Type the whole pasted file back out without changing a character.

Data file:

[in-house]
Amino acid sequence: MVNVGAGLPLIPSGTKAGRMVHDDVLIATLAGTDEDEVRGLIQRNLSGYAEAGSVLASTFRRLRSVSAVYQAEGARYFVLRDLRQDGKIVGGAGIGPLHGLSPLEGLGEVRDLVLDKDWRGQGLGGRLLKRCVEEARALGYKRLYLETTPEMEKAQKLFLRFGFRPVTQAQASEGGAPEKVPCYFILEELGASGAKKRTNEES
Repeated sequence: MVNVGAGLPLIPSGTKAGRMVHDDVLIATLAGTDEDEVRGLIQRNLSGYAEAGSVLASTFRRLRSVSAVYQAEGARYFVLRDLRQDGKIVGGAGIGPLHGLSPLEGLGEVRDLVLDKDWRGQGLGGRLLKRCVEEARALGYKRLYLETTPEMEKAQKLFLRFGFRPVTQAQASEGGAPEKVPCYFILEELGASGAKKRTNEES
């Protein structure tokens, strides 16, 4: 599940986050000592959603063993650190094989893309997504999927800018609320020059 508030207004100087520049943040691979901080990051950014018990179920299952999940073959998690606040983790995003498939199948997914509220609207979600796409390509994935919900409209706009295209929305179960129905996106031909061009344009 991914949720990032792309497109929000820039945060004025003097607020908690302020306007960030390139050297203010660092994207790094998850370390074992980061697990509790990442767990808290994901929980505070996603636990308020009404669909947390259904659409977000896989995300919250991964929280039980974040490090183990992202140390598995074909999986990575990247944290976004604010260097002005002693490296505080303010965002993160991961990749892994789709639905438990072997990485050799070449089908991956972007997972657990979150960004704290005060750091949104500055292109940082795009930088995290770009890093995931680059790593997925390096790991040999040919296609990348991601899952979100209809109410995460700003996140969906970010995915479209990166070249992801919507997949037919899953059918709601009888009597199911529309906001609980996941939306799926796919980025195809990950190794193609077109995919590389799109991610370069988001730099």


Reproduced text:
[in-house]
Amino acid sequence: MVNVGAGLPLIPSGTKAGRMVHDDVLIATLAGTDEDEVRGLIQRNLSGYAEAGSVLASTFRRLRSVSAVYQAEGARYFVLRDLRQDGKIVGGAGIGPLHGLSPLEGLGEVRDLVLDKDWRGQGLGGRLLKRCVEEARALGYKRLYLETTPEMEKAQKLFLRFGFRPVTQAQASEGGAPEKVPCYFILEELGASGAKKRTNEES
Repeated sequence: MVNVGAGLPLIPSGTKAGRMVHDDVLIATLAGTDEDEVRGLIQRNLSGYAEAGSVLASTFRRLRSVSAVYQAEGARYFVLRDLRQDGKIVGGAGIGPLHGLSPLEGLGEVRDLVLDKDWRGQGLGGRLLKRCVEEARALGYKRLYLETTPEMEKAQKLFLRFGFRPVTQAQASEGGAPEKVPCYFILEELGASGAKKRTNEES
């Protein structure tokens, strides 16, 4: 599940986050000592959603063993650190094989893309997504999927800018609320020059 508030207004100087520049943040691979901080990051950014018990179920299952999940073959998690606040983790995003498939199948997914509220609207979600796409390509994935919900409209706009295209929305179960129905996106031909061009344009 991914949720990032792309497109929000820039945060004025003097607020908690302020306007960030390139050297203010660092994207790094998850370390074992980061697990509790990442767990808290994901929980505070996603636990308020009404669909947390259904659409977000896989995300919250991964929280039980974040490090183990992202140390598995074909999986990575990247944290976004604010260097002005002693490296505080303010965002993160991961990749892994789709639905438990072997990485050799070449089908991956972007997972657990979150960004704290005060750091949104500055292109940082795009930088995290770009890093995931680059790593997925390096790991040999040919296609990348991601899952979100209809109410995460700003996140969906970010995915479209990166070249992801919507997949037919899953059918709601009888009597199911529309906001609980996941939306799926796919980025195809990950190794193609077109995919590389799109991610370069988001730099």